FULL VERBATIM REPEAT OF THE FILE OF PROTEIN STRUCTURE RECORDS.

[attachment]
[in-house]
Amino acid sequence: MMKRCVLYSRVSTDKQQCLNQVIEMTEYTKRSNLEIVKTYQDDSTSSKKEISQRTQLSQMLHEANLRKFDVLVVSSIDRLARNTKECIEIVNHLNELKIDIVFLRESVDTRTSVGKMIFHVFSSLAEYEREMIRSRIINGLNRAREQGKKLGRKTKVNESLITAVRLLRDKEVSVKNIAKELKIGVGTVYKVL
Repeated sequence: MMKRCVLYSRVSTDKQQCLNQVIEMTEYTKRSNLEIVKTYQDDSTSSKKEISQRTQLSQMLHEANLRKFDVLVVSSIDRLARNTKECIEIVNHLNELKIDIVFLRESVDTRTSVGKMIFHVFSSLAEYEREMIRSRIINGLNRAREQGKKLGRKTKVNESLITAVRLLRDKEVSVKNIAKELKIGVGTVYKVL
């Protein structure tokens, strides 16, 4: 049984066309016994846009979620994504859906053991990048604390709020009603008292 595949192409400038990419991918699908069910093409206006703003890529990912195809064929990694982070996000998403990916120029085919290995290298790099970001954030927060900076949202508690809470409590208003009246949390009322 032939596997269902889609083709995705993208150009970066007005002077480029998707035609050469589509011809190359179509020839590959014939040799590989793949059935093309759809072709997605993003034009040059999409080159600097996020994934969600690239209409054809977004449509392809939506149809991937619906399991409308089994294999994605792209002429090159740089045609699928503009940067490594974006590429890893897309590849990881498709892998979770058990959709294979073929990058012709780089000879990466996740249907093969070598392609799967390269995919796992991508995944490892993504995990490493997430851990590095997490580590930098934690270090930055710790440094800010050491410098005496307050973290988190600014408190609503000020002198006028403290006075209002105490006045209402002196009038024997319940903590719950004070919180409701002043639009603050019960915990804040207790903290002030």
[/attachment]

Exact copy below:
[in-house]
Amino acid sequence: MMKRCVLYSRVSTDKQQCLNQVIEMTEYTKRSNLEIVKTYQDDSTSSKKEISQRTQLSQMLHEANLRKFDVLVVSSIDRLARNTKECIEIVNHLNELKIDIVFLRESVDTRTSVGKMIFHVFSSLAEYEREMIRSRIINGLNRAREQGKKLGRKTKVNESLITAVRLLRDKEVSVKNIAKELKIGVGTVYKVL
Repeated sequence: MMKRCVLYSRVSTDKQQCLNQVIEMTEYTKRSNLEIVKTYQDDSTSSKKEISQRTQLSQMLHEANLRKFDVLVVSSIDRLARNTKECIEIVNHLNELKIDIVFLRESVDTRTSVGKMIFHVFSSLAEYEREMIRSRIINGLNRAREQGKKLGRKTKVNESLITAVRLLRDKEVSVKNIAKELKIGVGTVYKVL
């Protein structure tokens, strides 16, 4: 049984066309016994846009979620994504859906053991990048604390709020009603008292 595949192409400038990419991918699908069910093409206006703003890529990912195809064929990694982070996000998403990916120029085919290995290298790099970001954030927060900076949202508690809470409590208003009246949390009322 032939596997269902889609083709995705993208150009970066007005002077480029998707035609050469589509011809190359179509020839590959014939040799590989793949059935093309759809072709997605993003034009040059999409080159600097996020994934969600690239209409054809977004449509392809939506149809991937619906399991409308089994294999994605792209002429090159740089045609699928503009940067490594974006590429890893897309590849990881498709892998979770058990959709294979073929990058012709780089000879990466996740249907093969070598392609799967390269995919796992991508995944490892993504995990490493997430851990590095997490580590930098934690270090930055710790440094800010050491410098005496307050973290988190600014408190609503000020002198006028403290006075209002105490006045209402002196009038024997319940903590719950004070919180409701002043639009603050019960915990804040207790903290002030």